1952 VINCENT BLACK SHADOW BACKGROUND
Brilliantly designed by doubling up the 499cc Vincent Comet single-cylinder engine into a 50-degree V-twin, the Vincent Black Shadow was introduced in 1949. It followed on the heals of the Vincent Rapide, which was more of a touring bike. The buying public wanted more power, more “sport” and so the big V-twin was tuned up with bigger ports, carbs and higher compression, yielding 55 horsepower, and the Black Shadow was born. It was unusual in that it was nearly all black, where most bikes of the era had lots of chrome, polish and bright colors. Not Vincents. Like the name said, they were all black.
1952 VINCENT BLACK SHADOW ENGINE
Vincents were unique in many ways. There intake and exhaust valves were also very unusual. Extra long, they had two valve guides apiece, one down close to the port, and the other up top, above where the forked rocker arms actuated them. It was meant to improve engine life by countering the massive sideways forces that the valvetrain exerted on the valve stems. It made for a taller cylinder head, but seemed to work quite well. The hand-assembled engines were of unit construction and made extensive use of aluminum castings. And again, they were all black, except for a limited run of just 16 “White Lightnings”, which came without the black finish, similar to the Rapides. Fewer than 1700 Vincent Black Shadows were built throughout their entire lifespan. But what an impact they made. In fact, in 1948, a specially-tuned Black Shadow was the first production motorcycle to break the 150 mph-barrier on the Bonneville Salt Flats.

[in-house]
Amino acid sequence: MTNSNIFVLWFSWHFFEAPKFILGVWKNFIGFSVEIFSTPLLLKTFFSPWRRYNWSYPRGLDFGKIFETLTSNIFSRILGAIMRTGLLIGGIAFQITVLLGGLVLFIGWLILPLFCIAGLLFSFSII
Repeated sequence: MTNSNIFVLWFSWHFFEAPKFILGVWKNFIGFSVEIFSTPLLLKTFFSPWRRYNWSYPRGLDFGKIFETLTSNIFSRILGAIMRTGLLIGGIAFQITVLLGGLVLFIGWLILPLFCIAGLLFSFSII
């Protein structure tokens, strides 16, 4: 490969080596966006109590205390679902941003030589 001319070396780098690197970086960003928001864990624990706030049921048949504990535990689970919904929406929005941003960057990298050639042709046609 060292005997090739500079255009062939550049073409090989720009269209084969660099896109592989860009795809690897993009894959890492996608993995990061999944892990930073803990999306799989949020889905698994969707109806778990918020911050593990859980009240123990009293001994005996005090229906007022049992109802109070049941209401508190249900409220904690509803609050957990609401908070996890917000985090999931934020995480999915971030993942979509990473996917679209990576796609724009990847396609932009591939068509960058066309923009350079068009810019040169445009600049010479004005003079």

1952 VINCENT BLACK SHADOW CHASSIS & RUNNING GEAR
Color was not the only unusual feature of the 1952 Vincent Black Shadow. The frame used no conventional front downtubes or an engine cradle. Instead it used the massive engine as a stressed member to save weight. It also made that gorgeous engine stand out all the more. Also novel was Vincent’s cantilever rear suspension. It worked much like a conventional swing arm except it had an upper section that angled toward the seat post where it connected with two spring-loaded dampers that provided the suspension travel. It looked like a rigid frame, but offers some comfort. In some ways, it was similar to Harley-Davidson’s “Softail” setup. The front suspension was handled by a girder fork with “Girdraulic” damping. There was a SLS front drum brake on each side of the front wheel. For 1952, the Vincent Black Shadow was ahead of its time, offering advanced design that few other bikes had.